The Racist Within -The Story of a Coconut

So after all these years, I discovered that I am a real coconut. Black or brown on the outside, definitely white in the inside. I like coconuts, I really do, but I don’t think it’s a normal thing for a human to actually be one. People are not supposed to be tasty tree products for eating, by other people!

Some family members and friends around me have, ever since I can remember, spoke about the fight against racism in our real and daily life. Perhaps the conversation has started becoming more and more apparent since the beginnings of Facebook and social media. It was specially those who lived in western countries in Europe and the United States who spoke about it the most. For the longest time, my stance has been that we need to get out of the victim mentality that is overtaking us as Africans (and/or Arabs) since generations, and that it’s about time we stood up, stopped complaining and created our own new racist-free systems. By that I still stand with a lot of respect, for nothing should replace a moving forward attitude. More so if we’re speaking about people who live in Africa and in countries where racism is much less obvious in one’s face. This attitude it turns out, is not that easy to develop and there are legit reasons why.

When racism is much less obvious, it does not mean it doesn’t exist. In africa and the rest of the third world, as categorised by the international scale of economy, racism takes a localised shape injected by the ageing local regimes that continue to be politically manipulated and controlled by bigger economic political forces before, since and after the days of colonisation. On their part these local systems induce hate, fear, separation and desperation in their populations through the channels of their own language, and through their own spiritual beliefs. The third world citizen therefore, becomes a serious fan of whatever comes from the powers above, begins aspiring to the freedom and shiny abundant economic life available in the first world, advertised by the weapon of the media and the public discourse.

This is my story, friends. To be part of a better humanitarian situation in which women don’t have to cover their heads and the idea of being a man is not synonymous with all controling, oppressing and ugly, and to speak a language allowing of honest self expression, I chose to assimilate who I am, from a small age, with a more westernised personality. A personality envied and aspired to by the local population that perceives itself as less sophisticated, less educated and surely less populous. And that was the day my inner racist was born. I fell in love with English, learnt it in countable days and owned it without hesitation, because it gave me an edge, a feeling of superiority over my peers and even the grown ups. Just by speaking it, I could feel and relate to what a western, English speaking “educated” person is like.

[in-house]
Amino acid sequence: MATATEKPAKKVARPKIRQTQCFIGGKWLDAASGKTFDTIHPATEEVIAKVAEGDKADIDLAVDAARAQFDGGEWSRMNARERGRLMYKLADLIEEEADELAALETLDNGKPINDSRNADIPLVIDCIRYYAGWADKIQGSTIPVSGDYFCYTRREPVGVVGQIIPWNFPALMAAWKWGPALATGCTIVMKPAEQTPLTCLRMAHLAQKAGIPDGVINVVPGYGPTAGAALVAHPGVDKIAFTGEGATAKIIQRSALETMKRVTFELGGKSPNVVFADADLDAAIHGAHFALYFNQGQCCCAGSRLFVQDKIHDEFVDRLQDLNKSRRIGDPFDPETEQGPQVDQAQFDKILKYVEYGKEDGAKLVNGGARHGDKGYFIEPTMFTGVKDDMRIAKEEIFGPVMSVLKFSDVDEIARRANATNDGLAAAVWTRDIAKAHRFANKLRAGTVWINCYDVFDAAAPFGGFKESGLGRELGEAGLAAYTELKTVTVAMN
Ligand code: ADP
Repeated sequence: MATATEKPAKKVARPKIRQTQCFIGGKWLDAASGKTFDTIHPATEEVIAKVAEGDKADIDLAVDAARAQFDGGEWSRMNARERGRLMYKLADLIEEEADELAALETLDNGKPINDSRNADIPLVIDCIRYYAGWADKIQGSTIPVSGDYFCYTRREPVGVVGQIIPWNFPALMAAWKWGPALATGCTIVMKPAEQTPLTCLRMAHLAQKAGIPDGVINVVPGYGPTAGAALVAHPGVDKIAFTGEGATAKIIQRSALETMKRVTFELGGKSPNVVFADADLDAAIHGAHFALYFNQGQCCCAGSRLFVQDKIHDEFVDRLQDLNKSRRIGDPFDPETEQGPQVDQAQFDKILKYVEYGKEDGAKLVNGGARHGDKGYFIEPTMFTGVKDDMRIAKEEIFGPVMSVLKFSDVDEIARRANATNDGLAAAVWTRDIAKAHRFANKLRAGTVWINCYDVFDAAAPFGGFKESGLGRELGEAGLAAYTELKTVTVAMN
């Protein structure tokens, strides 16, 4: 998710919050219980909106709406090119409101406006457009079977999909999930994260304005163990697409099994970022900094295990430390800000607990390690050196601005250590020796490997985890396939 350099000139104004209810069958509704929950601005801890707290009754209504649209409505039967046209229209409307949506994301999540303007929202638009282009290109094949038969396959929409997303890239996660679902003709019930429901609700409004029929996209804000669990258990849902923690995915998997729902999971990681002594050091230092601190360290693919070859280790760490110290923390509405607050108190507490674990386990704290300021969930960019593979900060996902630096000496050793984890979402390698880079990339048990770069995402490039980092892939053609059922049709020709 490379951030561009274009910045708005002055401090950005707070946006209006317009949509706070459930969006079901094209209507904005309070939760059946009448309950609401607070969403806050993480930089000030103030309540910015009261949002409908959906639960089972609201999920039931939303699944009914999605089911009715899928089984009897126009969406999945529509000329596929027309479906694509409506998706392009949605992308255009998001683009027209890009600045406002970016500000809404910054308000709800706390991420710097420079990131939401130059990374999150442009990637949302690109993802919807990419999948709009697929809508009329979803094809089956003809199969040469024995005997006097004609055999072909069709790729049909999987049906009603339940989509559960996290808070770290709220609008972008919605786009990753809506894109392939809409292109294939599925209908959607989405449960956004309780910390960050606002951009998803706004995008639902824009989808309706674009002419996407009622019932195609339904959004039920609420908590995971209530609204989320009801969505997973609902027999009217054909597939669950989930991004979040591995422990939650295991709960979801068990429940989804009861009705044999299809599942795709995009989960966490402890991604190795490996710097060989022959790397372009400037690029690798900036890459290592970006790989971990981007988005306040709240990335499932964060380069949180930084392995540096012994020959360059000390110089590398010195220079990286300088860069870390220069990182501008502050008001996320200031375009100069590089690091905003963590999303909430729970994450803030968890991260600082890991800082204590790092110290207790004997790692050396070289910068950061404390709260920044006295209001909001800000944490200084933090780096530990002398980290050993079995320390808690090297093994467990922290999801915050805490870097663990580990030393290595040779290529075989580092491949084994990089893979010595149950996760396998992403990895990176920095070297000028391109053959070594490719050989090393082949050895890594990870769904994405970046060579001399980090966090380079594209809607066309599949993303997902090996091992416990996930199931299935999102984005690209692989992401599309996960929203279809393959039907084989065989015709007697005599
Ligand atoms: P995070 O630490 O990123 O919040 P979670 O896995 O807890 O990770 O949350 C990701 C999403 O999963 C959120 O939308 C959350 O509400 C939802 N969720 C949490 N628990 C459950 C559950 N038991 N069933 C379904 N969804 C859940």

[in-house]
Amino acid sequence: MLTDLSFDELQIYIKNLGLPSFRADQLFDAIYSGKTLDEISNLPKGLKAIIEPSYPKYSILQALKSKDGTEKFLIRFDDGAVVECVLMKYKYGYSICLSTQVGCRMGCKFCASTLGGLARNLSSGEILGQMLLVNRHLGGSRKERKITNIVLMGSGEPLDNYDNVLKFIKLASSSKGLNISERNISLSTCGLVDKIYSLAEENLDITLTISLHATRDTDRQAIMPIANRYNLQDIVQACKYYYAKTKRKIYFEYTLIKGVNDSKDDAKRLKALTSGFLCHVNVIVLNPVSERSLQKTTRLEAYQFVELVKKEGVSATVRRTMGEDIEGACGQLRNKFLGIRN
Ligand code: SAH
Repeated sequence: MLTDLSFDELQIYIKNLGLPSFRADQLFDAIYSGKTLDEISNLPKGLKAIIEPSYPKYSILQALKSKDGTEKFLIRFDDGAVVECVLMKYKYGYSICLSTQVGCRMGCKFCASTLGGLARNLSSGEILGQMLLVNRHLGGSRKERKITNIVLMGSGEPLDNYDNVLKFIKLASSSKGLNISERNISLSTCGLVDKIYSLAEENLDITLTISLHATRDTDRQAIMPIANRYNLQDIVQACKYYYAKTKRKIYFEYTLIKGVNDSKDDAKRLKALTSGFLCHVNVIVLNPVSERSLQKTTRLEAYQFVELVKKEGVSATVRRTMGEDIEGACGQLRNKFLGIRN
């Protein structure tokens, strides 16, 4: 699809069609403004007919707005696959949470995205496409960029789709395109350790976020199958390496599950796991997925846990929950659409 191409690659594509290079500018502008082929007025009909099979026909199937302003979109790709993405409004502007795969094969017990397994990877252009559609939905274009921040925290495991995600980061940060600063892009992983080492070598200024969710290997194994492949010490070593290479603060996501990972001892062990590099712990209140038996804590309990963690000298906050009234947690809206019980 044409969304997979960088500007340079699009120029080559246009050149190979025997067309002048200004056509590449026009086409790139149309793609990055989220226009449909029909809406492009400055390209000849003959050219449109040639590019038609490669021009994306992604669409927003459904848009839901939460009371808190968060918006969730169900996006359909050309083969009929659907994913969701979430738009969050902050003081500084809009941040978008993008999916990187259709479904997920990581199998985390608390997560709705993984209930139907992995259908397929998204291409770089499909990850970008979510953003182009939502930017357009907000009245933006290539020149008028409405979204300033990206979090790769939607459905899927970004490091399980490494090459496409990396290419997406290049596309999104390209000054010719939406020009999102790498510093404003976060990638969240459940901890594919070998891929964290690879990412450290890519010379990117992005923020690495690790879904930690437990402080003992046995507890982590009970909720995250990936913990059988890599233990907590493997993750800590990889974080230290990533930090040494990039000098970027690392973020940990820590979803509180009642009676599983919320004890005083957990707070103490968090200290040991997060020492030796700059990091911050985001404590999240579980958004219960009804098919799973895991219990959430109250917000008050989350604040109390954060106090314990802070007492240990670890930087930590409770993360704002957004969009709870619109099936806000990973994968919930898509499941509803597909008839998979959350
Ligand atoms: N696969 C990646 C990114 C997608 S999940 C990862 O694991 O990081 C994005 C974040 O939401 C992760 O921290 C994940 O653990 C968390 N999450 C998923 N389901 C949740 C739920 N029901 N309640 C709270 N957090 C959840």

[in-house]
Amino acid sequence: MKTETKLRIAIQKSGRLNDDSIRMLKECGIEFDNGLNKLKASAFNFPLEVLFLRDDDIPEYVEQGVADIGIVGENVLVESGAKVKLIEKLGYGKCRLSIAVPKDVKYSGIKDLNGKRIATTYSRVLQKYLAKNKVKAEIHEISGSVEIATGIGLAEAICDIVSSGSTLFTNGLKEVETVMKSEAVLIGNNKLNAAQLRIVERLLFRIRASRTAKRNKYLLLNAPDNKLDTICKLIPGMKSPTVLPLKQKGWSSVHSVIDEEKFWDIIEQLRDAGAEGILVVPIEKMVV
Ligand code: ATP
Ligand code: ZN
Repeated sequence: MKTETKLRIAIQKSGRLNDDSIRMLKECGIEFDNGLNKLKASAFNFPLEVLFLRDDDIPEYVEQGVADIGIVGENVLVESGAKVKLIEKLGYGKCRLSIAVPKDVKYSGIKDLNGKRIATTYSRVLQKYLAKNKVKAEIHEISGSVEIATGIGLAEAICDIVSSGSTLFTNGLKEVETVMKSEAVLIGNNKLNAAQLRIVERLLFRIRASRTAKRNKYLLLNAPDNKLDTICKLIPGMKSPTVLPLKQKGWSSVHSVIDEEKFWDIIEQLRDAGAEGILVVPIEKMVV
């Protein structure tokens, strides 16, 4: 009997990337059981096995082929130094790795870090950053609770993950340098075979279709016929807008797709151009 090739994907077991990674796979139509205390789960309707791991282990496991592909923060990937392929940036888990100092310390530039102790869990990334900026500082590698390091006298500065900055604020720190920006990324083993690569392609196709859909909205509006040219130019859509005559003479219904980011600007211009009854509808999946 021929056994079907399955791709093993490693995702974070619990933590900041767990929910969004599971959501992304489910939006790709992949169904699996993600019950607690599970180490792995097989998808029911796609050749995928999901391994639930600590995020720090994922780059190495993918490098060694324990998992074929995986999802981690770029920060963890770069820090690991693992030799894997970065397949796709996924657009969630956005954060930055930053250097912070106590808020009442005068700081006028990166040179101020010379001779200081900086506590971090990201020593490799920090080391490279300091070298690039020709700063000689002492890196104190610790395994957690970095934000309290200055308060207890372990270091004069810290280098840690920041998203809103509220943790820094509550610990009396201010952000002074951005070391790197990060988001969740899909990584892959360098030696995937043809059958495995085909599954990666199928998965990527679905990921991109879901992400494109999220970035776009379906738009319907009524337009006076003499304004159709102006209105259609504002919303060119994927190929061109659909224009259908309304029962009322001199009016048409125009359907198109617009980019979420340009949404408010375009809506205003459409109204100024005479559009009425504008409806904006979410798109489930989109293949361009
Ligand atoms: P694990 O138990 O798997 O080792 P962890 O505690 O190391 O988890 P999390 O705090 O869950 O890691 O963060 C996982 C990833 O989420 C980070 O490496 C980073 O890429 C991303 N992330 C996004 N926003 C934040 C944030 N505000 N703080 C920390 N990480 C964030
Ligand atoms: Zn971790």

Not to say that a western personality is by default a racist one, but it is to say that I have demonstrated a form of self-hate by loving and wanting to associate with the other before I wanted to associate with the local, arabic speaking, african feeling self. I was more proud of my ability to speak a foreign language of a superior place in our minds than to speak my own language. This is the mentality that got us all tricked into a situation where we are often weakened and exposed to what we know today as racism. I know so because I was praised many times, from the local and the western, for my ability to speak English as such, with this accent, and to think like a westerner in my liberal mentality that somewhere in the books of our virtual social library, is reserved to the west and has nothing to do with us the closed minded, the blindly religious, the uneducated, the less fortunate, the criminal and the poor.

Who wants to be all these bad things? who wants to be the uneducated or the less fortunate? No one in their right mind. And so I chose to become the open minded, multilingual, multi-cultural person who uses different faces of his persona in different situations depending on the need. But the one side of me that never left the driver’s seat, was the one that thought of freedom as a western concept. The one that looked at my own mother languages as less, as inferior and looked at all the reasons why it’s not cool, the one who looked at my own people as doomed and backwards and that only few of them will make it: those who have a cool westernised educated self, like myself. But of course, this is hard to admit, because like a white western person would hate to admit that they are racist, I would hate to admit it even more. I am after all, the local embodiment of the fairness and equality that we import from the west. I am the branch, and my job is to bring you to the other side, where there is freedom and boundless self exploration. If you refuse to come with me, then you’re just another looser waiting for your life to end in misery and endless whining about the “current situation”.

This is only a personal story, a story to say I think I know why after all these years, we still didn’t kill racism, why there are people out there who say it still exists. Why that after all these years, us third world classified people are unable to change our worldview and engage in real progress. It is because of this, because we are pretending that it doesn’t exist, we’re afraid of facing of our old ideas and beliefs that racism is a story of the past, that racism is not in ourselves. Racism is in you and me, wether you’re black or white, you have at some point, if not all your life, contributed to the system that fed you subtle beliefs about where you come from and your superiority or your inferiority in this world. Whichever side you chose to be on, you have contributed to racism on some level.
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